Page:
Life Among the Mormons: A Peculiar People

By Virginia Maughan Kammeyer

We are always occupied in
Building things and taking pride in
Keeping records and percentiles,
Call other people “gentiles,”
Send our young men out recruiting,
Spend our entire lives commuting
Back and forth ’twixt home and church,
And spend a fortune on research
To trace our lines to Celts or Normans.
That’s peculiar? Well, we’re Mormons.

Next month: MIA

Wife: “I thought you were going to light the stove.”

Husband: “I did, but it went out.”

Wife: “Well, light it again.”

Husband: “I can’t. It went out through the roof.”

A Sunday School teacher announced that the following Sunday he would conduct a special lesson, and in the meantime everyone in the class was to read the seventeenth chapter of Mark. A week later, he asked the class members who had read the assignment to raise their hands. Almost everyone did so. “Just as I thought,” the teacher said. “The lesson today will be on honesty instead of Mark. There are only sixteen chapters in the book of Mark.”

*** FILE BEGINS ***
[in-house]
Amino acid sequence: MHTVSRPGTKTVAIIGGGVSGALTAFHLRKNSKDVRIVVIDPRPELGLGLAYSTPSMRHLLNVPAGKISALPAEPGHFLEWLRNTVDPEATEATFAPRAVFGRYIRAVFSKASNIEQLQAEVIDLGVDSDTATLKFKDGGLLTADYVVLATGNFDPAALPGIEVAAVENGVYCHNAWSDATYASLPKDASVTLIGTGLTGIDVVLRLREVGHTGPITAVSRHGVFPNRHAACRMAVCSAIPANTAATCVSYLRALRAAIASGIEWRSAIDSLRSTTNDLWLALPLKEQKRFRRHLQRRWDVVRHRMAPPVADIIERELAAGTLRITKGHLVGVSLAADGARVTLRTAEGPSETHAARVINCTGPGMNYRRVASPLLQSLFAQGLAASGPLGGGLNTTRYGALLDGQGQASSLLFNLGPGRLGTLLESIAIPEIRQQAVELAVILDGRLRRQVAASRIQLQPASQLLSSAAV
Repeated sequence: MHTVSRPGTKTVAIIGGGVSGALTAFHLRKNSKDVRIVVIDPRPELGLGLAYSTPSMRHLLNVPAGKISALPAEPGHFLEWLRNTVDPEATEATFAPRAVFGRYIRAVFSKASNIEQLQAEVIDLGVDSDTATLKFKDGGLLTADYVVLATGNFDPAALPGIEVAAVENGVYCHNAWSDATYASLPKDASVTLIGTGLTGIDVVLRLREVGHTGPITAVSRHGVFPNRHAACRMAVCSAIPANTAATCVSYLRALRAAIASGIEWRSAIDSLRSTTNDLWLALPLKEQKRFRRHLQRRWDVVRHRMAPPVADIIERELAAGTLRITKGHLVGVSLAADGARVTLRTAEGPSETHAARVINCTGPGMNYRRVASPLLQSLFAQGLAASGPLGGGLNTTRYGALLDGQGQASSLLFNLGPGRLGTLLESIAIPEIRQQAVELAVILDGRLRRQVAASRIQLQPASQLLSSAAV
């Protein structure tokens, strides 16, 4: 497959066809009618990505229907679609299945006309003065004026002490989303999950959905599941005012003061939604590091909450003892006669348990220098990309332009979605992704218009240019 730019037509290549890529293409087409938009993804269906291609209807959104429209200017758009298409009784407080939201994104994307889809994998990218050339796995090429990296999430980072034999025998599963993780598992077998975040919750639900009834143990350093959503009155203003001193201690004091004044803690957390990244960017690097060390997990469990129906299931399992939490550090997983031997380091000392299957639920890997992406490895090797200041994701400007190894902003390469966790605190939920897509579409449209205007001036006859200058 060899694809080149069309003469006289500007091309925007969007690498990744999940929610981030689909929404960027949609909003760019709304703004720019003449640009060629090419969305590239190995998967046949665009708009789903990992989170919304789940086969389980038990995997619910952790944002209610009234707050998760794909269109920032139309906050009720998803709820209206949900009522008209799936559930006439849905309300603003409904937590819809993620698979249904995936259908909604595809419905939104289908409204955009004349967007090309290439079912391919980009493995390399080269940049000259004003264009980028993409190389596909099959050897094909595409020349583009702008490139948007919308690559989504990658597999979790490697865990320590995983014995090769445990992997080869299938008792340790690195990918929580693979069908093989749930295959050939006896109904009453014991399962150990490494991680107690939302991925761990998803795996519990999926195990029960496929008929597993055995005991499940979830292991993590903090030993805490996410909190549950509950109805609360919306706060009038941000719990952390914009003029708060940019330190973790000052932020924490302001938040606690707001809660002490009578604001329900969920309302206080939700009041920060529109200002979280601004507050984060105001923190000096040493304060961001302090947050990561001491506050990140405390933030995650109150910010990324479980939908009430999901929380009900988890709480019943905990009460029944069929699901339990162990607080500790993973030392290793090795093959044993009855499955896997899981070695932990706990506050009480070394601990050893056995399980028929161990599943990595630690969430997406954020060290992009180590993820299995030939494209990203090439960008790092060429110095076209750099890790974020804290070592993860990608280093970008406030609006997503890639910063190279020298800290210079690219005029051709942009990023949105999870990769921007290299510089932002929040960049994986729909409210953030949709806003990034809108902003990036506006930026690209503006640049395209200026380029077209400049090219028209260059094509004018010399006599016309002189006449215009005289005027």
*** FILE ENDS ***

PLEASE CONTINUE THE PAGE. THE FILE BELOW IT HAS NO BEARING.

Good Spelers Only

A newspaper help wanted advertisement in Port Elizabeth, South Africa, recently sought a young lady who “must be neat and ahcurate.”

“My uncle disappeared while on a hunting trip.”

“What happened to him?”

“Something he disagreed with ate him.”

Primary Teacher: “Tommy, your hands are very dirty. What would you say if I were to come to Primary with dirty hands?”

Tommy: “I’d be too polite to mention it.”

Remember, a whale never gets harpooned until he comes up to spout.

For her first dinner, a young bride served a ham with both ends cut off. Her explanation for the cut ends: “That’s the way Mother always did it.”

The next time his mother-in-law came over, the young husband asked about the cut ends and she said, “That’s the way Mother always did it.”

When Grandma came for dinner one night, the young man asked her why she cut off the ends of hams when she baked them. She said, “That’s the only way I could ever get them to fit into the pan!”